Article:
Please click on the photos to enlarge them.

© Bruce Stambaugh 2022

The Ice Queen

Yesterday, we had an ice storm in Virginia’s Shenandoah Valley. Schools and many businesses were closed, but for the most part, little harm was done. The power surged just once in our neighborhood.

The ice coated everything from the ground up with at least a quarter inch of ice. There was more ice in some places, while others received much less. The ice accumulation depended on elevation, air temperature, and the amount and types of precipitation in any given area.

One thing was sure at our location. The layer of ice created a crystal palace appearance to all it embraced. It was joyous to look out and see nature’s beauty enhanced all the more.

I was surprised to see so few birds at our many feeders placed strategically around our front and back yards. But by mid-day, they apparently got hungry enough or felt safe enough to venture out from the security of their perches to come to the feeders.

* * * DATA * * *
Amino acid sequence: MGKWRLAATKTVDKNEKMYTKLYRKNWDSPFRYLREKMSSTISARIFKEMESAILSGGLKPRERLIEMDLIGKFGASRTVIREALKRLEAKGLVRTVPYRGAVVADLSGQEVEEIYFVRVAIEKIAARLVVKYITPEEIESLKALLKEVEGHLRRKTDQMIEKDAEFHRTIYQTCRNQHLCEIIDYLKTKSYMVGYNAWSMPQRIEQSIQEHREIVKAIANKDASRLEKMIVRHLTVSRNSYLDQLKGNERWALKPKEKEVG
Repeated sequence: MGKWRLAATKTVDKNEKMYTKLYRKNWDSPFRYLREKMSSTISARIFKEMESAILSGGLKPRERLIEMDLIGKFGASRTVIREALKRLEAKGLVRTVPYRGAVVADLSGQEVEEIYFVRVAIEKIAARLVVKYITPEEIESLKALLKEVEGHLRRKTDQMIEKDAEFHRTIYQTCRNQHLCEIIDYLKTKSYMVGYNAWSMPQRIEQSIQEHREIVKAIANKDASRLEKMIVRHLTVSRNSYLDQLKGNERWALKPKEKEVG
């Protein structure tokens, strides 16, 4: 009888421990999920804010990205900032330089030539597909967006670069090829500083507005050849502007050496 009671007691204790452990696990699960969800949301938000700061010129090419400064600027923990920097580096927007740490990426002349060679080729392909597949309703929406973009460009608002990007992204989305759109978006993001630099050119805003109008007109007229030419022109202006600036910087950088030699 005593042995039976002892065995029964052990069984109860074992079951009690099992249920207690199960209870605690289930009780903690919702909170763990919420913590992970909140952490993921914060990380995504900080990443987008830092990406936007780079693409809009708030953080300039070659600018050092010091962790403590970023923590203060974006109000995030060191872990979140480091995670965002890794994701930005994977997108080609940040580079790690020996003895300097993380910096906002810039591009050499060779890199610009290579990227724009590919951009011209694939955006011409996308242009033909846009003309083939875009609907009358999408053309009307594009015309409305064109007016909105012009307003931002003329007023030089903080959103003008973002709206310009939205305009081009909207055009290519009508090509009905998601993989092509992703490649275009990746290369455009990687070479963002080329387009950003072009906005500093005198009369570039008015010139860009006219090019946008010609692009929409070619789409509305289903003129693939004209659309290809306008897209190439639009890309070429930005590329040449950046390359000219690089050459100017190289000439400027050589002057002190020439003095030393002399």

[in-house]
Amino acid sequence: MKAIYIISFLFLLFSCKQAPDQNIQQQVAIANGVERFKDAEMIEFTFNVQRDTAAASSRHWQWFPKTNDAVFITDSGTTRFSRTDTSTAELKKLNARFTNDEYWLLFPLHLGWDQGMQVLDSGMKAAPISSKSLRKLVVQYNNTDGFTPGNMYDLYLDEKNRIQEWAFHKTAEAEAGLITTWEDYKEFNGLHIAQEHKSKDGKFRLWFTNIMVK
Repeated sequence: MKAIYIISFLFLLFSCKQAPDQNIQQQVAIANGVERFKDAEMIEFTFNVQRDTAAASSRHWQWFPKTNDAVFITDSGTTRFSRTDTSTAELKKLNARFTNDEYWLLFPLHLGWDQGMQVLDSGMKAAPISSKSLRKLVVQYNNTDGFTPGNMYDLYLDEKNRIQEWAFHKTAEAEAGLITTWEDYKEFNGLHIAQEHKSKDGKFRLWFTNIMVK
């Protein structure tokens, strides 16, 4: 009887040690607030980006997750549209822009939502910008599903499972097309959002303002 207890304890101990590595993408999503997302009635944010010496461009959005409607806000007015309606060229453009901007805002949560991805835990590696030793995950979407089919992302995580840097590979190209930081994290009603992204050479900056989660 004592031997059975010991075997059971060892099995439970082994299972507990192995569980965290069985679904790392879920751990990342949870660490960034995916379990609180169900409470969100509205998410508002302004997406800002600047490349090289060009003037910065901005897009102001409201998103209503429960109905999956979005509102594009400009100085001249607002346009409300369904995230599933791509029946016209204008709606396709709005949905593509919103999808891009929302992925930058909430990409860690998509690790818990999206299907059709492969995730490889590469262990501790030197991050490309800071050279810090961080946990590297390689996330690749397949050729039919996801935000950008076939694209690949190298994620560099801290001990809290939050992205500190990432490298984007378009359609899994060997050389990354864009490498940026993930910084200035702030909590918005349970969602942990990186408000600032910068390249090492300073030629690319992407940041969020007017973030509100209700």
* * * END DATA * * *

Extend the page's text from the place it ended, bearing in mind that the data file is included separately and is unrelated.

I was ready for them with my cameras. I captured a brilliant red male Northern Cardinal sitting on a branch of a frosted evergreen. But it was his female companion that stole the show.

The female Northern Cardinal perched on an ice-incrusted limb of a young tulip poplar tree we had planted earlier this year. The photograph embodied the whole of the day.

The encasement of the ice is clearly visible, while the thin ice pellets pepper the background. With its burnished tulip-like blossoms frozen in time, the dormant tree beautifully accented the Cardinal’s lovely muted red and olive coloration.

This female Northern Cardinal earned the title “The Ice Queen.”

© Bruce Stambaugh 2022